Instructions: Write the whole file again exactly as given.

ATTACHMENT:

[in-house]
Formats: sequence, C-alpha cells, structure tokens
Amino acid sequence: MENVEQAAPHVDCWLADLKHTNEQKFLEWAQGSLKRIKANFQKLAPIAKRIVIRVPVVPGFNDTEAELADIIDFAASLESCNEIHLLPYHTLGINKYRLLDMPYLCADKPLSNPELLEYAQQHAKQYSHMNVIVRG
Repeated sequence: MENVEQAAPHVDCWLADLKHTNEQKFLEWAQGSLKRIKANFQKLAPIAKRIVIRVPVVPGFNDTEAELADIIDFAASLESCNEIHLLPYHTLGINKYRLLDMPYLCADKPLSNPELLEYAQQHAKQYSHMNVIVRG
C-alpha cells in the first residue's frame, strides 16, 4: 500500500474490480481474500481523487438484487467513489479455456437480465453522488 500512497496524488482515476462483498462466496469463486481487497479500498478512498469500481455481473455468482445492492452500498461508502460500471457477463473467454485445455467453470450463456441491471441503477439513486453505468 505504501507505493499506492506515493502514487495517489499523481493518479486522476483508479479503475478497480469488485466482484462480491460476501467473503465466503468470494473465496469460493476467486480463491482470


[in-house]
Formats: sequence, C-alpha cells, structure tokens
Amino acid sequence: MENVEQAAPHVDCWLADLKHTNEQKFLEWAQGSLKRIKANFQKLAPIAKRIVIRVPVVPGFNDTEAELADIIDFAASLESCNEIHLLPYHTLGINKYRLLDMPYLCADKPLSNPELLEYAQQHAKQYSHMNVIVRG
Repeated sequence: MENVEQAAPHVDCWLADLKHTNEQKFLEWAQGSLKRIKANFQKLAPIAKRIVIRVPVVPGFNDTEAELADIIDFAASLESCNEIHLLPYHTLGINKYRLLDMPYLCADKPLSNPELLEYAQQHAKQYSHMNVIVRG
C-alpha cells in the first residue's frame, strides 16, 4: 500500500474490480481474500481523487438484487467513489479455456437480465453522488 500512497496524488482515476462483498462466496469463486481487497479500498478512498469500481455481473455468482445492492452500498461508502460500471457477463473467454485445455467453470450463456441491471441503477439513486453505468 505504501507505493499506492506515493502514487495517489499523481493518479486522476483508479479503475478497480469488485466482484462480491460476501467473503465466503468470494473465496469460493476467486480463491482470